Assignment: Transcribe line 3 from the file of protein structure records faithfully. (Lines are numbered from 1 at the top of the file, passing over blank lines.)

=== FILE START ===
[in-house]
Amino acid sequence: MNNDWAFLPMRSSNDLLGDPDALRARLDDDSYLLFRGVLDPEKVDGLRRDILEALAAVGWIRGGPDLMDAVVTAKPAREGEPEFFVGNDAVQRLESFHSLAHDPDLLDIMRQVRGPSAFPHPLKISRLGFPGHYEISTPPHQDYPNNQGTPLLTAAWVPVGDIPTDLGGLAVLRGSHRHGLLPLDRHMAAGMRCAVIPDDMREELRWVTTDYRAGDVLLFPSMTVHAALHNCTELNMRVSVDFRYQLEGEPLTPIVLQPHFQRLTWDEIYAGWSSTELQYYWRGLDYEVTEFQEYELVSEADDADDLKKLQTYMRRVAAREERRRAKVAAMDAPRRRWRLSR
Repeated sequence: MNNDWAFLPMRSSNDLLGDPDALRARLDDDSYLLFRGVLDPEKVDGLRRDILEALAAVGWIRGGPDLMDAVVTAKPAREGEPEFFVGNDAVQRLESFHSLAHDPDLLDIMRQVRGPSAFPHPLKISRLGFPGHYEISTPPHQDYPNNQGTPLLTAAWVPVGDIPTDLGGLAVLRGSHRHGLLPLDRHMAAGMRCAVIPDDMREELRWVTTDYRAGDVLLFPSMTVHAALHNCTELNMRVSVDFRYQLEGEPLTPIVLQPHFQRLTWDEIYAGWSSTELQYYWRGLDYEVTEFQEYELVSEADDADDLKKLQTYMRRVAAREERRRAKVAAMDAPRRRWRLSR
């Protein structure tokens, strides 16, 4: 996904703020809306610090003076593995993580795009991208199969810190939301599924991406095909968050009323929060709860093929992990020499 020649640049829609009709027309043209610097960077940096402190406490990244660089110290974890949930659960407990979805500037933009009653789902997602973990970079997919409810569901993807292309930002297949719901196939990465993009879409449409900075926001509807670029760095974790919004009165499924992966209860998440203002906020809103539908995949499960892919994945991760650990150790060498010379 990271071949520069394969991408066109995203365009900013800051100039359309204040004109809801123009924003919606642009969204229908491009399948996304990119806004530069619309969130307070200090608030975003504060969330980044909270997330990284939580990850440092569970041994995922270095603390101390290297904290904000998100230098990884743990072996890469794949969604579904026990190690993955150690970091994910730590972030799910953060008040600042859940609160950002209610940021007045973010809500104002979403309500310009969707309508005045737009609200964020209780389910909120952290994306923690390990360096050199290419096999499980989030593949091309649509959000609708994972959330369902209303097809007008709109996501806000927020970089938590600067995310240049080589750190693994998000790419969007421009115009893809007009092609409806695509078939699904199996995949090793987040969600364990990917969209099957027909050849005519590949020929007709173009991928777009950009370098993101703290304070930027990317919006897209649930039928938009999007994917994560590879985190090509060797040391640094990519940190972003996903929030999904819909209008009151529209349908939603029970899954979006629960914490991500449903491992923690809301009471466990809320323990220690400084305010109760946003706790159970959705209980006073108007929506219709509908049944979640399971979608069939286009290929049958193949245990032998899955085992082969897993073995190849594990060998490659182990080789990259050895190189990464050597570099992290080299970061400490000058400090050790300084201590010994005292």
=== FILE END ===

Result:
Repeated sequence: MNNDWAFLPMRSSNDLLGDPDALRARLDDDSYLLFRGVLDPEKVDGLRRDILEALAAVGWIRGGPDLMDAVVTAKPAREGEPEFFVGNDAVQRLESFHSLAHDPDLLDIMRQVRGPSAFPHPLKISRLGFPGHYEISTPPHQDYPNNQGTPLLTAAWVPVGDIPTDLGGLAVLRGSHRHGLLPLDRHMAAGMRCAVIPDDMREELRWVTTDYRAGDVLLFPSMTVHAALHNCTELNMRVSVDFRYQLEGEPLTPIVLQPHFQRLTWDEIYAGWSSTELQYYWRGLDYEVTEFQEYELVSEADDADDLKKLQTYMRRVAAREERRRAKVAAMDAPRRRWRLSR